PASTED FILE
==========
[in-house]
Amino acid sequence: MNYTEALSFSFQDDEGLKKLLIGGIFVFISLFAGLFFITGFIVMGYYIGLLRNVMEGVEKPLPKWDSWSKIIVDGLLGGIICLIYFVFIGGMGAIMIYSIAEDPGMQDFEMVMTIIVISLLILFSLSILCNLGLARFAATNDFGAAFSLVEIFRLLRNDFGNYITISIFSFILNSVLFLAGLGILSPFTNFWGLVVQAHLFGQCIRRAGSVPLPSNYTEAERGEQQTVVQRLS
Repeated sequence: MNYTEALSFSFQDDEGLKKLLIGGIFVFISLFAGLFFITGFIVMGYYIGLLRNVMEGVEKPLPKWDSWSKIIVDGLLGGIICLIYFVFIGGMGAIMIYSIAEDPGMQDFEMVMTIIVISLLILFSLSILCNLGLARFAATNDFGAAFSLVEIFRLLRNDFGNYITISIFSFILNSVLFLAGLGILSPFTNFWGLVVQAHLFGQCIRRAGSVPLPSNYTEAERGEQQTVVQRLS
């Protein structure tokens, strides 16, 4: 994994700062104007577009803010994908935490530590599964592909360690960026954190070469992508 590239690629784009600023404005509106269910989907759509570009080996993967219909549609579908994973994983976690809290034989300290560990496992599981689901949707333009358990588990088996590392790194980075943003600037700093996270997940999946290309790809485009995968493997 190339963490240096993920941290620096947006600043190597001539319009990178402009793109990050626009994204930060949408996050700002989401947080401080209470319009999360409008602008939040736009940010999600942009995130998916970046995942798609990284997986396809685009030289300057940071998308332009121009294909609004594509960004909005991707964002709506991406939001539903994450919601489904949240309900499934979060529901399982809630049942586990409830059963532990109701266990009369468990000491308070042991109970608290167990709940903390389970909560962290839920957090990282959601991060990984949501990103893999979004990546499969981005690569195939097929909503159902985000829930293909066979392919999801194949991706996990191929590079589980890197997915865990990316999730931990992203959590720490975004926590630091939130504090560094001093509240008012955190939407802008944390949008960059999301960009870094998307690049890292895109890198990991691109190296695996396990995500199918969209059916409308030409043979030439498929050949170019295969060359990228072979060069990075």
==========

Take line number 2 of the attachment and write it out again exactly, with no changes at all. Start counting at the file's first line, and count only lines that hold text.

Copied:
Amino acid sequence: MNYTEALSFSFQDDEGLKKLLIGGIFVFISLFAGLFFITGFIVMGYYIGLLRNVMEGVEKPLPKWDSWSKIIVDGLLGGIICLIYFVFIGGMGAIMIYSIAEDPGMQDFEMVMTIIVISLLILFSLSILCNLGLARFAATNDFGAAFSLVEIFRLLRNDFGNYITISIFSFILNSVLFLAGLGILSPFTNFWGLVVQAHLFGQCIRRAGSVPLPSNYTEAERGEQQTVVQRLS